Nervous system models

A range of models have been developed and can be tailored to mimic specific aspects of the central and peripheral nervous systems. Some examples are provided here to give an overview of the technology, but more are described in our research publications. 3D hydrogels provide a more realistic spatial environment for neurons and glial cells than traditional 2D culture systems. They allow continuous observation and controlled manipulation, thereby facilitating analysis of cellular interactions. They complement in vivo models which generally allow only snapshot views and offer limited scope for controlling complex variables.

Aligned tissue models of peripheral nerve and spinal cord

Nervous system tissues have a highly orientated structure which is recreated in our aligned tissue models. In tissues, endogenous forces are generated as resident cells attach to and remodel the extracellular matrix and this behaviour can be harnessed in collagen gels to allow strain generated by the cells to contract and align the substrate in a controllable, predictable and quantifiable manner.

Our peripheral nerve model recreates the key cellular and extracellular elements of peripheral nerve tissue. Neurons extend neurites within an aligned Type-I collagen matrix, guided and supported by Schwann cells that respond by forming myelin sheaths.

Peripheral nerve model: Schwann cells cultured in a tethered rectangular collagen gel (A) align with the direction of principal strain (B) and guide neuronal growth (C). Myelination follows (D), forming a model of the peripheral nerve (E).

This also provides a system for studying the behaviour of stem cell-derived cells with a view to therapeutic development. For example we have investigated the ability of differentiated human dental pulp-derived stem cells to myelinate neurons in vitro (Martens et al., 2013):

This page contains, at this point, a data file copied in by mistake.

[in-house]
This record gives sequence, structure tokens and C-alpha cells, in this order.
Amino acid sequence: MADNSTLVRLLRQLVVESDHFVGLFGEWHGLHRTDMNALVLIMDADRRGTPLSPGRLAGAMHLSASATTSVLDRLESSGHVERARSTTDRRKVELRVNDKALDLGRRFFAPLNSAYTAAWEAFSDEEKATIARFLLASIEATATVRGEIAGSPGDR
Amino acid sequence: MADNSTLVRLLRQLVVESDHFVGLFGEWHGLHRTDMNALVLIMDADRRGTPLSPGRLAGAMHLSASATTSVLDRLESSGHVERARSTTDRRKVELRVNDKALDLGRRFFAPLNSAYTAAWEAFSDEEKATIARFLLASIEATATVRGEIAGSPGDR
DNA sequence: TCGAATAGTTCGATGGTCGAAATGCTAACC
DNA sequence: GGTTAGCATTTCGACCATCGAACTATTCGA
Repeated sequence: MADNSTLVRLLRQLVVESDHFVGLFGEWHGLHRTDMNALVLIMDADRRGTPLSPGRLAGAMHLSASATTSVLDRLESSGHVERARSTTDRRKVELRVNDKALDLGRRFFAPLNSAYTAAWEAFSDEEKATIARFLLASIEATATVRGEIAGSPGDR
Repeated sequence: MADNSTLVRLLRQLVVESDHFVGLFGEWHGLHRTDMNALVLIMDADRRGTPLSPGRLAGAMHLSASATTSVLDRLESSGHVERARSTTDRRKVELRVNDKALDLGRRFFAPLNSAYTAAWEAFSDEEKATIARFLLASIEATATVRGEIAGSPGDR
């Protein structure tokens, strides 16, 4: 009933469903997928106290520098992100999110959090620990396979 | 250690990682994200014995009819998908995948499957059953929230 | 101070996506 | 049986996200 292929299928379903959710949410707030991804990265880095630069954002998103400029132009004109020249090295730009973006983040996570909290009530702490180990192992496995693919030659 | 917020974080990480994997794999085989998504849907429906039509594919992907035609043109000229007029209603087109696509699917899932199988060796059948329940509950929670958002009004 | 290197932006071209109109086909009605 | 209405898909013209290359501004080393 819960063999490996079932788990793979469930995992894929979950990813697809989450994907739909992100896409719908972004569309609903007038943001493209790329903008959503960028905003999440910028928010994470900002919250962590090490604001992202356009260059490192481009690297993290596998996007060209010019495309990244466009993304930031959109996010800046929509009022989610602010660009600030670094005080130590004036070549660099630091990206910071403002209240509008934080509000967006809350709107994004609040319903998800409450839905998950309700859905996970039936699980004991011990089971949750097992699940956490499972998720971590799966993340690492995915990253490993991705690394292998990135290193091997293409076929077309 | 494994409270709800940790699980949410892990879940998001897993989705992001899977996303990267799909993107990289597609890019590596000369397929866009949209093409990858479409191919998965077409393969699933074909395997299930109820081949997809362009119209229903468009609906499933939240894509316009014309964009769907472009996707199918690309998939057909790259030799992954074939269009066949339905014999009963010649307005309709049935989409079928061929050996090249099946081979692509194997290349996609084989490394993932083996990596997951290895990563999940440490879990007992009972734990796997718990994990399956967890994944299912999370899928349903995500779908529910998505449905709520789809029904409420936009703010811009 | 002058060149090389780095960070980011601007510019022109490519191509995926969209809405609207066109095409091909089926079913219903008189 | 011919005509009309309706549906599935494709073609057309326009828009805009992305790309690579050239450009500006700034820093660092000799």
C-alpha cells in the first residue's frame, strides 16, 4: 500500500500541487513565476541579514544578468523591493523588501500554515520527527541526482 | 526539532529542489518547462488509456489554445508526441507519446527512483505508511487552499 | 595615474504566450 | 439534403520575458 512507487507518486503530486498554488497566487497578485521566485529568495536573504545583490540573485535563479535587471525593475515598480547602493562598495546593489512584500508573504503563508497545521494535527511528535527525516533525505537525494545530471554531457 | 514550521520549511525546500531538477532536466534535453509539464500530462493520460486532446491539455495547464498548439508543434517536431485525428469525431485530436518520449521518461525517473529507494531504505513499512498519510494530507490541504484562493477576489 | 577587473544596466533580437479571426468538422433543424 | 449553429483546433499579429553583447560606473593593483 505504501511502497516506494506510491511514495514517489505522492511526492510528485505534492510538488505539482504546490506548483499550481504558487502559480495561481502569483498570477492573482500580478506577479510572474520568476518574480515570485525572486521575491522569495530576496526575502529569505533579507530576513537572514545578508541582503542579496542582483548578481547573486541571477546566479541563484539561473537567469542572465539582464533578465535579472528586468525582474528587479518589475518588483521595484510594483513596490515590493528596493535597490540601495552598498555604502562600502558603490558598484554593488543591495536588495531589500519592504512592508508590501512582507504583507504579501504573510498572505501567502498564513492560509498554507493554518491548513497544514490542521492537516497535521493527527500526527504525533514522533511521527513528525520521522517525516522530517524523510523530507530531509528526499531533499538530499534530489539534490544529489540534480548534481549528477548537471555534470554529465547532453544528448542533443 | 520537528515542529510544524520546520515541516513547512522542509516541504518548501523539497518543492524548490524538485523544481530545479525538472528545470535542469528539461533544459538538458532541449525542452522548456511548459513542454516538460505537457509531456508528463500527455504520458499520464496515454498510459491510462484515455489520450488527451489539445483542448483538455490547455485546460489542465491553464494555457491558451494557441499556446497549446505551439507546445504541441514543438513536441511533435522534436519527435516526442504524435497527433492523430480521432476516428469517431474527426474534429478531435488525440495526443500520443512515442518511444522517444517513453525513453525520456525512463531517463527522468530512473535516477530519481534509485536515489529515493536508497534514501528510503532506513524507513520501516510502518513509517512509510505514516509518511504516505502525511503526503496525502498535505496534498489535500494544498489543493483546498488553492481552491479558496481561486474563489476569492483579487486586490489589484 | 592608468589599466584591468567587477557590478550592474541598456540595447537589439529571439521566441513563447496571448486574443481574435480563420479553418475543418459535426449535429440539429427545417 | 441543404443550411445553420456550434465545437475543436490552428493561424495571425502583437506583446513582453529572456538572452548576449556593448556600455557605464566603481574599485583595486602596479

Differentiated human dental pulp stem cells myelinating neurons in aligned 3D co-culture (from Martens et al., 2013).

In our aligned CNS co-culture models, astrocytes or mixed CNS glia align within the 3D collagen environment. We have mapped the extent of astrocyte alignment in distinct parts of the gel, and this has been used to investigate the effect of astrocyte alignment on neuronal growth (East et al., 2010).

Astrocyte alignment model: Astrocytes in tethered collagen gels (A) contract and align in edge (B) and middle (C) zones, leaving unaligned cells in delta zones (D). Alignment was mapped in the three areas (E) and the system was used to assess the effect of astrocyte alignment on neuronal growth (F).

Astrocytes undergoing reactive gliosis

A great example of the importance to cells of a 3D environment is provided by our astrocyte models. In traditional monolayer cultures astrocytes exhibit a ‘reactive’ phenotype similar to that found in CNS astrocytes following injury. This makes the study of astrocytes with a physiological ‘resting’ phenotype (as found throughout the undamaged CNS) problematic in cell culture. We have shown that astrocytes in our 3D hydrogel system adopt a less reactive phenotype reminiscent of their counterparts in the undamaged CNS. When stimulated with a damage cue, they undergo reactive gliosis and mimic the cellular and molecular responses characteristic of CNS injury.

Astrocytes in 3D culture undergo reactive gliosis in response to simulated damage. After 15 days control cells resemble those found in normal undamaged tissue (left) whereas stimulated cells resemble those found in the glial scar (right)

These 3D astrocyte models are currently being used to screen cell therapies (e.g. stem cells) to assess the potential for implanted cells to cause reactive gliosis (see East et al., 2013).

Interface systems

Inhibitory interfaces surround sites of CNS injury, preventing neuronal regeneration. Modelling these cellular interfaces is useful for understanding the CNS response to damage and for developing new therapies to promote regeneration. We have developed 3D interface models that recreate key features of the response of CNS tissue to damage (such as spinal cord injury). We can simultaneously monitor glial and neuronal responses over time, so as the glial environment becomes more inhibitory we can measure the reduction in neuronal regeneration (East et al., 2012). Novel strategies for reducing inhibition and promoting regeneration can therefore be developed rationally in these systems.

Interface model: Astrocytes become reactive at a 3D interface with dissociated DRGs, blocking neuronal regeneration and mimicking the inhibitory interface that forms at the border of a spinal cord injury lesion.

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